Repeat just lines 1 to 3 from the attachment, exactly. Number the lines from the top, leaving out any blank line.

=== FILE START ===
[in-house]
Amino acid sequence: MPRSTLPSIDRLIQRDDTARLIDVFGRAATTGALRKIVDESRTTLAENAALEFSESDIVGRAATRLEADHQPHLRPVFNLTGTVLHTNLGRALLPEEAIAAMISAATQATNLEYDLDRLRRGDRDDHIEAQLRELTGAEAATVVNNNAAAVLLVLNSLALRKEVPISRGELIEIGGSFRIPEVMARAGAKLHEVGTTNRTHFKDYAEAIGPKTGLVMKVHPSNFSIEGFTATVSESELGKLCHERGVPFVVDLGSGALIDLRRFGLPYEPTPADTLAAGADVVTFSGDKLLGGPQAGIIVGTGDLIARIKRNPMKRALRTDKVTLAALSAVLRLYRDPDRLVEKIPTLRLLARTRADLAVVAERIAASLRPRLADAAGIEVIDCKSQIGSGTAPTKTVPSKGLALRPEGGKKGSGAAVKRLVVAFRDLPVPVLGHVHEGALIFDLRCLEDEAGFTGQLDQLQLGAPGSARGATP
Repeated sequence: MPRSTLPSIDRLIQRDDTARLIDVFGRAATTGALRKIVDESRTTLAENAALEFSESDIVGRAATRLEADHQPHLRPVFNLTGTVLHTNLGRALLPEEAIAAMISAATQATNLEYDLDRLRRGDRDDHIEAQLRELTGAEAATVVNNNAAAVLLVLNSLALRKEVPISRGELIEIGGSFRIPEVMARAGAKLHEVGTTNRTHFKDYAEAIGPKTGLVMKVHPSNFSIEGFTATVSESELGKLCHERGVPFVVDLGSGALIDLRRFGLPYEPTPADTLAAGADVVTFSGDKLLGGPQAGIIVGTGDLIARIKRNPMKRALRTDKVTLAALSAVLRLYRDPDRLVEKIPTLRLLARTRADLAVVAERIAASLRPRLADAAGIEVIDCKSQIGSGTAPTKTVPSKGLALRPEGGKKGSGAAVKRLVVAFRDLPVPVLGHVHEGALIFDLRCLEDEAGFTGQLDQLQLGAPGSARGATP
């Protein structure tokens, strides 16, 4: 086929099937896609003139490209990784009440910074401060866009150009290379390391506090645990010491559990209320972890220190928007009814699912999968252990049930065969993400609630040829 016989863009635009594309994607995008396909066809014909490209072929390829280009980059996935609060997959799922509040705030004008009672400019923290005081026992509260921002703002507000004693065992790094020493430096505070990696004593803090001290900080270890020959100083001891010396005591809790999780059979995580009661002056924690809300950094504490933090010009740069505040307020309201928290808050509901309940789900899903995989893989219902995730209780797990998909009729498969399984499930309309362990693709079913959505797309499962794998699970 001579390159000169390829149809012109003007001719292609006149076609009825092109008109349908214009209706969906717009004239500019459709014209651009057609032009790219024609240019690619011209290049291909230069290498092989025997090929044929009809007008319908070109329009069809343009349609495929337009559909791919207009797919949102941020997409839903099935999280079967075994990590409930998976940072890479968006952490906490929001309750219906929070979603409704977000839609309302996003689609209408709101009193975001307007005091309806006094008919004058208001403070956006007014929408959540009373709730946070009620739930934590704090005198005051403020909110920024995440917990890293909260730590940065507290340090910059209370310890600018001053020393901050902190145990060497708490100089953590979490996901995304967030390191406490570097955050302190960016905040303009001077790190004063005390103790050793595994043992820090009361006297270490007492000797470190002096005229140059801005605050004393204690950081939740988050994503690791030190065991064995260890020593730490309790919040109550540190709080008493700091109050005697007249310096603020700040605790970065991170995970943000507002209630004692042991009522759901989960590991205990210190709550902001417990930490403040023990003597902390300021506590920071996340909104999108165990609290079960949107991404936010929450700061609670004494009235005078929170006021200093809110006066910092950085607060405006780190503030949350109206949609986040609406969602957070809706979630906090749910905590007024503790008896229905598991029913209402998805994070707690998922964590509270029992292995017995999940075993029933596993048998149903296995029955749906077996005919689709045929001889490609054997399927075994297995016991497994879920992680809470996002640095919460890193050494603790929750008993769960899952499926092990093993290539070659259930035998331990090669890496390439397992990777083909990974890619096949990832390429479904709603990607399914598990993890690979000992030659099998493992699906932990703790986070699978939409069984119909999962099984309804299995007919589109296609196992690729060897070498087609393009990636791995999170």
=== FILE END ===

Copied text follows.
[in-house]
Amino acid sequence: MPRSTLPSIDRLIQRDDTARLIDVFGRAATTGALRKIVDESRTTLAENAALEFSESDIVGRAATRLEADHQPHLRPVFNLTGTVLHTNLGRALLPEEAIAAMISAATQATNLEYDLDRLRRGDRDDHIEAQLRELTGAEAATVVNNNAAAVLLVLNSLALRKEVPISRGELIEIGGSFRIPEVMARAGAKLHEVGTTNRTHFKDYAEAIGPKTGLVMKVHPSNFSIEGFTATVSESELGKLCHERGVPFVVDLGSGALIDLRRFGLPYEPTPADTLAAGADVVTFSGDKLLGGPQAGIIVGTGDLIARIKRNPMKRALRTDKVTLAALSAVLRLYRDPDRLVEKIPTLRLLARTRADLAVVAERIAASLRPRLADAAGIEVIDCKSQIGSGTAPTKTVPSKGLALRPEGGKKGSGAAVKRLVVAFRDLPVPVLGHVHEGALIFDLRCLEDEAGFTGQLDQLQLGAPGSARGATP
Repeated sequence: MPRSTLPSIDRLIQRDDTARLIDVFGRAATTGALRKIVDESRTTLAENAALEFSESDIVGRAATRLEADHQPHLRPVFNLTGTVLHTNLGRALLPEEAIAAMISAATQATNLEYDLDRLRRGDRDDHIEAQLRELTGAEAATVVNNNAAAVLLVLNSLALRKEVPISRGELIEIGGSFRIPEVMARAGAKLHEVGTTNRTHFKDYAEAIGPKTGLVMKVHPSNFSIEGFTATVSESELGKLCHERGVPFVVDLGSGALIDLRRFGLPYEPTPADTLAAGADVVTFSGDKLLGGPQAGIIVGTGDLIARIKRNPMKRALRTDKVTLAALSAVLRLYRDPDRLVEKIPTLRLLARTRADLAVVAERIAASLRPRLADAAGIEVIDCKSQIGSGTAPTKTVPSKGLALRPEGGKKGSGAAVKRLVVAFRDLPVPVLGHVHEGALIFDLRCLEDEAGFTGQLDQLQLGAPGSARGATP